Saturday, July 16, 2011

#112 The Mysterious Benedict Society

We first meet Reynie, an eleven year old boy who is orphaned, and has always felt a little "different". He sees a newspaper article seeking children with special gifts and decides to take the test. Many other children are there to begin with, and all of the questions seem impossible, but somehow Reynie is able to figure out every question and move on to the next part.

Reynie finds out that not very many children are able to pass, and soon he meets up with the only other children who do: Georgie "Sticky" Washington, Kate Wetherall and Constance Contraire. Each has their own special gift, and the four realize they must depend on eachother as they enter The Learning Institute for the Very Enlightened. The principal, the evil Mr. Curtain, has learned to send subliminal messages to children through his terrible machine, the Whisperer, and is determined to control not only the students at the Institute, but throughout the world.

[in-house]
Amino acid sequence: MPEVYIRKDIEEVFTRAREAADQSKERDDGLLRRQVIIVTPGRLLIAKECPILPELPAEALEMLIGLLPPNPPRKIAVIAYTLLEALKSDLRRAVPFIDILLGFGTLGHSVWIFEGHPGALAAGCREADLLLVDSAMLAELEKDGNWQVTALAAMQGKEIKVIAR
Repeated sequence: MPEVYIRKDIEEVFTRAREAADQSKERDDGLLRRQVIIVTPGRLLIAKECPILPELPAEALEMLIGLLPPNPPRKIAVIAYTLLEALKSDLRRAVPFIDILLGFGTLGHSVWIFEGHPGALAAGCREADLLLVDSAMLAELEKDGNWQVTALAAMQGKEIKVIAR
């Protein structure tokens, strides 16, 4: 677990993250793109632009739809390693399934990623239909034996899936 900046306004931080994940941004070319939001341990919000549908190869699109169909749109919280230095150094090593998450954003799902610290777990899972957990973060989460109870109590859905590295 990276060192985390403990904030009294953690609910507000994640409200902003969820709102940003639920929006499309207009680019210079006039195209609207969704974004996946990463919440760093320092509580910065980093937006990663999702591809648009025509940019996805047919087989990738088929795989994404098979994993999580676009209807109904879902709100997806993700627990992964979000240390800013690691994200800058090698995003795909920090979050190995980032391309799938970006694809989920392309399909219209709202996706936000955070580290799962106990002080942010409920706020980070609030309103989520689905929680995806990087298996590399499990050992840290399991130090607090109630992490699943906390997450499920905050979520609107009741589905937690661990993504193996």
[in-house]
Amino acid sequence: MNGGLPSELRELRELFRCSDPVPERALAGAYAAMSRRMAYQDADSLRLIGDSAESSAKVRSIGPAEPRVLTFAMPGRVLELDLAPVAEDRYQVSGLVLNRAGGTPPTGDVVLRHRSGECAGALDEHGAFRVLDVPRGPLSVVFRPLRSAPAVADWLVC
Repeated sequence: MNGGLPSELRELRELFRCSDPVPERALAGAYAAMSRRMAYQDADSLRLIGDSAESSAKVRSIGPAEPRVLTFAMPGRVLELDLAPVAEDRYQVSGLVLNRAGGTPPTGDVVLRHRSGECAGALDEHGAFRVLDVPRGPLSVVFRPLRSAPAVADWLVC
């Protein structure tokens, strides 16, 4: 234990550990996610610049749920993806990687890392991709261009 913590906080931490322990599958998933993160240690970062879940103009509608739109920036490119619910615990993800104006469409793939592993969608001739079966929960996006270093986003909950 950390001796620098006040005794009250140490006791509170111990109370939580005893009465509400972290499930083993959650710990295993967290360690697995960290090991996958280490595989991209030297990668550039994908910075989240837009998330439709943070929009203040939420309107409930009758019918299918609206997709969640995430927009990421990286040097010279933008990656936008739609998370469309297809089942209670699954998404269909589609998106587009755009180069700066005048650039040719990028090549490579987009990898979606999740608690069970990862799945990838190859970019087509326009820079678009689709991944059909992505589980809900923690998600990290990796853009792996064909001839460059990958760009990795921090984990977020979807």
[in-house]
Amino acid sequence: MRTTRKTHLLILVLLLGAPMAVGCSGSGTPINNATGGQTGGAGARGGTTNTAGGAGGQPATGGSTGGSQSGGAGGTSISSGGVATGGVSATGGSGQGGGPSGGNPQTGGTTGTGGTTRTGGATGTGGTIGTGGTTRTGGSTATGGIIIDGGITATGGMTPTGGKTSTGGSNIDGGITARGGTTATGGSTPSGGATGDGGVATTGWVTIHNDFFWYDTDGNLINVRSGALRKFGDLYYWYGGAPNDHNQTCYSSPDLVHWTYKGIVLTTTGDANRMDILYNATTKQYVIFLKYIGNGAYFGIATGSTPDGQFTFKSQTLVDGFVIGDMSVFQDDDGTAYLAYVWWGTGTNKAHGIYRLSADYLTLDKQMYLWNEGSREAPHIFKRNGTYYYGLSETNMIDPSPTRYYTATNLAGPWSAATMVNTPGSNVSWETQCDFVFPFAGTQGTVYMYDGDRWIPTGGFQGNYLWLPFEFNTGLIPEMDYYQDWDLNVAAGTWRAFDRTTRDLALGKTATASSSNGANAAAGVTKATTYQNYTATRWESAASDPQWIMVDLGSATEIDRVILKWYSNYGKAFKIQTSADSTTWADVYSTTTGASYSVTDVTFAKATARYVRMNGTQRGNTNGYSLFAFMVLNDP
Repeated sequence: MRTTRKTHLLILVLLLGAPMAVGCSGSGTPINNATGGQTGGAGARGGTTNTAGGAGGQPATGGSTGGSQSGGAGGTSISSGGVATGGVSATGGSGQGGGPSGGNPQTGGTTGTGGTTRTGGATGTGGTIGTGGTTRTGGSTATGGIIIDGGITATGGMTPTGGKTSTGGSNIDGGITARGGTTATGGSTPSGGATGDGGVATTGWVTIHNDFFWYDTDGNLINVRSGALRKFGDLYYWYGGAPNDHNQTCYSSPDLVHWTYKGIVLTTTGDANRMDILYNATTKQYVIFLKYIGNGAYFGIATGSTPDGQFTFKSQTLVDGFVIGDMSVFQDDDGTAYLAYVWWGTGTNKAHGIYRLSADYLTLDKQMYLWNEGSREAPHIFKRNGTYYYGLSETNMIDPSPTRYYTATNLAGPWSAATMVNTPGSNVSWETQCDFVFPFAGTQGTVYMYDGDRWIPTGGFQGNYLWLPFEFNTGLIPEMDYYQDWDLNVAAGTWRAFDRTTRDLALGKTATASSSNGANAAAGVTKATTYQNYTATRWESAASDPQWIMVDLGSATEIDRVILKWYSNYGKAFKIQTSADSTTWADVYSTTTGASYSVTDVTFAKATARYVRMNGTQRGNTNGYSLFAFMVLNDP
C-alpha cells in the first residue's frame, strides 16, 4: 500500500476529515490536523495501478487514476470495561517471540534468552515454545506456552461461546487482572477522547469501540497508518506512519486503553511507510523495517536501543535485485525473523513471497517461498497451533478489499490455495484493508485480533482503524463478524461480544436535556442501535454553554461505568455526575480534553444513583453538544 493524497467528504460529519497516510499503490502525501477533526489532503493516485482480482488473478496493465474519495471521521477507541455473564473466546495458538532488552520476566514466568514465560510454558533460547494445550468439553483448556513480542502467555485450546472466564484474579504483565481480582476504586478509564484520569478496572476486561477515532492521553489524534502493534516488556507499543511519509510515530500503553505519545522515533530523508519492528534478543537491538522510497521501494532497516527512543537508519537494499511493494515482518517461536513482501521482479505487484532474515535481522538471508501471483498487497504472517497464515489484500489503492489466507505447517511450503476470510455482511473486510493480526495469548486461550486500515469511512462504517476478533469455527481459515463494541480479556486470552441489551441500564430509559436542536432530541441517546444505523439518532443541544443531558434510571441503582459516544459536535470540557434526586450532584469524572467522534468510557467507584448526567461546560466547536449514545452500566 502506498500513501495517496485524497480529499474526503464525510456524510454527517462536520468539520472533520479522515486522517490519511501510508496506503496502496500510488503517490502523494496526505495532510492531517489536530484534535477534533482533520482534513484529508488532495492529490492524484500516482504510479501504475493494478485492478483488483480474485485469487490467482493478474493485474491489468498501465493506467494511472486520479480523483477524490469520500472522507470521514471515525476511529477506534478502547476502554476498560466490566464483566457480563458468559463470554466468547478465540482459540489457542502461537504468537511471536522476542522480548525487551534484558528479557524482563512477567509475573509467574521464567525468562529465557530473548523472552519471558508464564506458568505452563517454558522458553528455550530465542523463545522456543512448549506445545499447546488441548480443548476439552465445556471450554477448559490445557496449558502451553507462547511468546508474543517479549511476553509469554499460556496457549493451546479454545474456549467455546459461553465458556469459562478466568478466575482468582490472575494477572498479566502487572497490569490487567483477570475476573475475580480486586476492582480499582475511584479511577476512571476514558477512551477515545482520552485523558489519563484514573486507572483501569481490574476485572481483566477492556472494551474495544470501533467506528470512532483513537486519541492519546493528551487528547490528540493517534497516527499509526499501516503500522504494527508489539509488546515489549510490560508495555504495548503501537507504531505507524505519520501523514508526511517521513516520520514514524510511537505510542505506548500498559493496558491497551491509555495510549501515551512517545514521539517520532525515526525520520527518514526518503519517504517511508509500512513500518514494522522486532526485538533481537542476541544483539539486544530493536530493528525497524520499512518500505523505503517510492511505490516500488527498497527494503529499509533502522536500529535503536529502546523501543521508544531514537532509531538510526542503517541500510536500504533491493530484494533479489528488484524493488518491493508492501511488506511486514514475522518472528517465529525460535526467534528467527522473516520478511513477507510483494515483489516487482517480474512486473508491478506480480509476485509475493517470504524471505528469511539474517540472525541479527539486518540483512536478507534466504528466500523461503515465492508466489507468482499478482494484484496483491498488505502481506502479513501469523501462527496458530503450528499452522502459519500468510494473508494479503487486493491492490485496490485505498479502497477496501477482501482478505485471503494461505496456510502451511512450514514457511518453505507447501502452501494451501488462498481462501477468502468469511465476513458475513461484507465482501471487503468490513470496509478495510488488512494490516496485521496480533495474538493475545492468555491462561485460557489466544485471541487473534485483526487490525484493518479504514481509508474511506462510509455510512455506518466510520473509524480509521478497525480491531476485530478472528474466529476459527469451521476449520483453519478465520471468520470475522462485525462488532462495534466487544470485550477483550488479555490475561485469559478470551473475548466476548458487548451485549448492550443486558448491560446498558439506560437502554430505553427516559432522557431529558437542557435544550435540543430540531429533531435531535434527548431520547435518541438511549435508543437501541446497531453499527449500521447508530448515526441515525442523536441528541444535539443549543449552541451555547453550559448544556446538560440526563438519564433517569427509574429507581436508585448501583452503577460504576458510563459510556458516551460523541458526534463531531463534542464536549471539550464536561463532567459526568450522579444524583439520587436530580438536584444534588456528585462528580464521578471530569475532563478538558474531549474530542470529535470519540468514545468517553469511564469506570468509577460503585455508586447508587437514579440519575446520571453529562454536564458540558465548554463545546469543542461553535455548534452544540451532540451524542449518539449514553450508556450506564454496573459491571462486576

So Reynie, Sticky, Kate and Constance become spies in the Institute. They snoop around, trying to avoid the Executives while learning as much as they can. They communicate with Mr. Benedict through Morse Code, and the excitement builds as they realize Mr. Curtain is getting closer and closer to his goal.

I really enjoyed reading this book! I especially loved the peculiarities of each character. You can visit the website all about the books and their author here: The website is a blast all by itself (very similar to Roald Dahl's site I thought), and the videos and games are really funny. There are also two other Benedict Society books to read once you've finished the first. Check them out!